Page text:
WITH the busy wedding season fast approaching, towns in the Paphos region are looking to further increase this lucrative form of income in an area that is fast becoming the number one choice for destination weddings on the island.
Particular attention is being paid to Polis Chrysochous which is dragging behind other Paphos municipalities in the numbers of civil weddings it conducts, despite being home to some of the island’s most stunning countryside and coastal views.
According to the recently elected mayor of Polis, Giotis Papachristofi, the municipality only hosted 40 civil weddings last year, the majority of which were for British couples. In contrast, out of the 8,000 civil weddings taking place in Cyprus last year, Geroskipou held 870, Peyia conducted over 500 and Paphos a whopping 2,500.
Papachristofi said that the Polis municipality is currently working with local tourist officials to promote wedding tourism in the area, but “more needs to be done”.
Nasos Hadjigeorgiou, the head of the Paphos regional board of tourism, said that Polis, in particular, is an untapped market, and that it will provide an upgraded wedding service in the near future. Aphrodite and Adonis are being used in promotion efforts, which legend tells have strong connections to the area. Adonis hunted in the Akamas forest while Aphrodite swam in the sea and bathed in a natural spring that bears her name.
“This is something that we are working on with the municipality to help them to select venues, such as on the beach, boats and chapels and examining ways which they can promote this, and increase numbers choosing this stunning area,” said Hadjigeorgiou.
Papachristofi said that wedding tourism was a very important source of income for the municipality and that the new council was determined to increase the number of civil marriages taking place.
“Our municipality has areas with such special beauty, where one could celebrate a wedding, such as St Andronicus Park (opposite the town hall), the Baths of Aphrodite, and the port of Latchi.”
Geroskipou municipality with 870 civil weddings last year is an old hand in the business, according to wedding officer Marina Polyviou.
“Most of these couples were British. Most book through travel agents and wedding planners, although some of them do so direct,” she said.
Weddings in Geroskipou can be held at the municipality as well at all of the hotels within their boundaries, she said. A popular choice is Aphrodite Hills, she added.
“Most of our couples from Israel get married at the town hall, and many come to get married, stay only one day to three days and go back.”
She ensures that all necessary paperwork is completed before any couples arrive on the island, and said that it is a simple, easy and quick procedure for those wishing to tie the knot.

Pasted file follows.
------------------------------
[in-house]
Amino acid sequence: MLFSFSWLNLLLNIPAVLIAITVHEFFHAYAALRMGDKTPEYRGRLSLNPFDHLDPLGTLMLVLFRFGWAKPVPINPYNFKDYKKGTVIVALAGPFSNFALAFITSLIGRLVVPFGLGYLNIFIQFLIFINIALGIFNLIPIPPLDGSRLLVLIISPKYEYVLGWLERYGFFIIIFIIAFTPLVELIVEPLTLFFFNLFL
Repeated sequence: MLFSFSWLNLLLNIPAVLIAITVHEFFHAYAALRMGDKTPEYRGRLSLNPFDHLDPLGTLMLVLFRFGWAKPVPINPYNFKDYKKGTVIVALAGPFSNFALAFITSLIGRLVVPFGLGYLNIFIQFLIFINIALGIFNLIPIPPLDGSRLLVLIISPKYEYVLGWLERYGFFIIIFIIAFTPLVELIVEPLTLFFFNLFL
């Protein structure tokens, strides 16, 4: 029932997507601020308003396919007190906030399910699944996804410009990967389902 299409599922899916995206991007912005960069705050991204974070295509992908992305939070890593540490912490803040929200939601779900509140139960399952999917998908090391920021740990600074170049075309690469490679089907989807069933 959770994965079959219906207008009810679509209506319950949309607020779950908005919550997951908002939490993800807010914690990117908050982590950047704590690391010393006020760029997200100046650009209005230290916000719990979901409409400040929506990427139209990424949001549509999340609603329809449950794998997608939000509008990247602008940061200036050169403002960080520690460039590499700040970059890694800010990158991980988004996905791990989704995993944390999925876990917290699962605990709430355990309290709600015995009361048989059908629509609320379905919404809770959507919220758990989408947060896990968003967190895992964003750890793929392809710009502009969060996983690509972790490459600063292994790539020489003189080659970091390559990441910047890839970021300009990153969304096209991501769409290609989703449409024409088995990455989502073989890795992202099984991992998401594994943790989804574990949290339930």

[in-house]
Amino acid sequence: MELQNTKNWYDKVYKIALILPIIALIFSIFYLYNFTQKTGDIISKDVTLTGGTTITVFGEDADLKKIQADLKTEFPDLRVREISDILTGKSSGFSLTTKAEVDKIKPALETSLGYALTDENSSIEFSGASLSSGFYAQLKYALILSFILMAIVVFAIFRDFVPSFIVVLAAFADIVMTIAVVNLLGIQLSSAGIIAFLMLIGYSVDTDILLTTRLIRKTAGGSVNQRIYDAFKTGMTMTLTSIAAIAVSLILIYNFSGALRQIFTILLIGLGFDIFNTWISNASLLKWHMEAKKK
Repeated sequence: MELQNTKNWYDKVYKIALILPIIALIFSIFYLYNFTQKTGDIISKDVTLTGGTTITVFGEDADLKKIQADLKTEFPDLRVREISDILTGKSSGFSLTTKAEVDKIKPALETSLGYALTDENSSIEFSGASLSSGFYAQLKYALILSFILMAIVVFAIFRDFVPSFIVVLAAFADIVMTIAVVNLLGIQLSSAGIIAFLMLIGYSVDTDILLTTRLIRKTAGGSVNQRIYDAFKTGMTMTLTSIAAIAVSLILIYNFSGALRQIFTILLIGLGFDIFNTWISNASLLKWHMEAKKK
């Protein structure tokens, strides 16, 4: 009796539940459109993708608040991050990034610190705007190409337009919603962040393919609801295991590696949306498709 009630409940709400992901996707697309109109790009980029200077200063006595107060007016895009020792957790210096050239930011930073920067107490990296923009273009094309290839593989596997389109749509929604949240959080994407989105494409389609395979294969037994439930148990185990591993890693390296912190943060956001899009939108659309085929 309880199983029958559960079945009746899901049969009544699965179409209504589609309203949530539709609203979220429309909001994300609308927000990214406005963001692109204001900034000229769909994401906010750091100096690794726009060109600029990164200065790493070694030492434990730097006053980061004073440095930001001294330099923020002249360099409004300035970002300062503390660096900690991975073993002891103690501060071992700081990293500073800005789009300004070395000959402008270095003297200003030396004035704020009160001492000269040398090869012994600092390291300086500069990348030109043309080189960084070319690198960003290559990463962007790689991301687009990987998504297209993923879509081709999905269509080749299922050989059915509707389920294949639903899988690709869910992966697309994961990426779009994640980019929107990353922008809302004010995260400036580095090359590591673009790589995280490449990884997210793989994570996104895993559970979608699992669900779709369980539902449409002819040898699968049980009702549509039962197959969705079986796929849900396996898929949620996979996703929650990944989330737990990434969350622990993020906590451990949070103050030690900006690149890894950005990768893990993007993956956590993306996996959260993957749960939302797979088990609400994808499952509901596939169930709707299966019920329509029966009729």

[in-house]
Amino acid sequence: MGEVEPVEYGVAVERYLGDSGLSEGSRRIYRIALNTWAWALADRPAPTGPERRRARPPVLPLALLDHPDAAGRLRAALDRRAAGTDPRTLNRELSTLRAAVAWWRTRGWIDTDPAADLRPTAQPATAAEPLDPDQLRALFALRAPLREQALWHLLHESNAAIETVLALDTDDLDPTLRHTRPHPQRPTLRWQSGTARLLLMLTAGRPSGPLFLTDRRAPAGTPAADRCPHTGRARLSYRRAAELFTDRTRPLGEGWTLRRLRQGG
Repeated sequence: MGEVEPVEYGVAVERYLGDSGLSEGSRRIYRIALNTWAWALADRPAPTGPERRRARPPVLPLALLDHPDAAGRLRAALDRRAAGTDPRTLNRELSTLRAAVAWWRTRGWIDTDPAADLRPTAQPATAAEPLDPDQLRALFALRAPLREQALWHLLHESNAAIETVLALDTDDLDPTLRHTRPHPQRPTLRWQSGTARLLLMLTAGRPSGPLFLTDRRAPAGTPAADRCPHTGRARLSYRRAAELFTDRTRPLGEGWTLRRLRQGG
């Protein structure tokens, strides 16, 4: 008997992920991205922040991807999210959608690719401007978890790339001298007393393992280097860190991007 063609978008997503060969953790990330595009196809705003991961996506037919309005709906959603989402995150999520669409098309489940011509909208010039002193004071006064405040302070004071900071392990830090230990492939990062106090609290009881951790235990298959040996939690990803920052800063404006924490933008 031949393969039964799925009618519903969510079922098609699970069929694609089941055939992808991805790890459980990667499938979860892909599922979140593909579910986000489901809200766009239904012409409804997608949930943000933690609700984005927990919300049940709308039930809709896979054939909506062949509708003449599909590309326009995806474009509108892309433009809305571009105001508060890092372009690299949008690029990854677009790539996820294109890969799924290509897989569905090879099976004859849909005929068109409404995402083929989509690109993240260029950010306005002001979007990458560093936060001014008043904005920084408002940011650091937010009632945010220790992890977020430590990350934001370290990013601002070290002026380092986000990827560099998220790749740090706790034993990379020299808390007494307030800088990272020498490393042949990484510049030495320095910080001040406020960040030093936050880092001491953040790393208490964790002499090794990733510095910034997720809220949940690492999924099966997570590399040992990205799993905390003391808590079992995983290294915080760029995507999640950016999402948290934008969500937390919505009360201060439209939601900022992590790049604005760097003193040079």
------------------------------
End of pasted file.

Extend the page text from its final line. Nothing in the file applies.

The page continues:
Increasing numbers of Cypriot couples are also choosing civil weddings every year, as they prefer celebrations with “fewer people and not thousands of guests”.
Peyia municipality holds around 500 to 550 weddings per year, and expects a substantial increase this year, according to councillor Linda Leblanc. During high season, 10 to 12 weddings can be held in Peyia a day. Two wedding clerks undertake all of the necessary administration and also officiate at the ceremonies.
“The income for the municipality is about 250 thousand euros a year and we work mostly with specialist tour companies, so we don’t advertise, aside from attending the main wedding exhibitions, such as in Israel and London,” she said.
The councillor said that at a recent London fair, great interest was shown in Peyia ‘beachside’ weddings. “We are the only municipality that has its own seaside locations (not belonging to hotels or private villas).”
These are in areas such as the Sea Caves, and Agios Giorgios harbour.
Depending on location and time, the ceremony costs between 282 euros and 600 euros.
“We are also are starting something new this year – weddings on a Saturday, with a cost of 650 euros,” she said.
According to Hadjigeorgiou, British couples choosing the district of Paphos still make up the largest numbers but all four municipalities in the area were increasing their efforts to boost numbers both from Britain and elsewhere.
“Our slogan is ‘Live your dream at the birthplace of the goddess of love’, Paphos is a stress free wedding destination,” he said.
“The UK is a top priority, it’s our main market, but there is also great potential in Israel, Scotland, Russia and Lebanon,” he said.
The tourism head explained how the around 2,500 civil marriages held in Paphos last year were either wedding packages or individual purchases which usually include flowers, cakes, transfers, a reception, as well as accommodation, day trips and so on.
“Most couples are accompanied by a group of friends and family, some people have a handful, two or four guests, but most come with a group of between 20 to 25 people. So, this means around 50,000 to 60,000 people participating in weddings and receptions, according to the statistics for 2016.”
The tourism board and municipalities are participating in overseas wedding exhibitions, organising familiarisation trips for wedding planners and distributing electronic and print material and DVDs about the district.
“We are also encouraging airlines to increase flights from countries where we believe will benefit the wedding market.”
Recent increased flight connections with Israel are an example, he said.
“Getting married in Paphos is a very important experience, it’s a beautiful area and the legalities are not very complicated. In most other countries, weddings are much more expensive, the costs here are reasonable and competitive packages are offered,” said Hadjigeorgiou.
“Romantic getaways are very important.”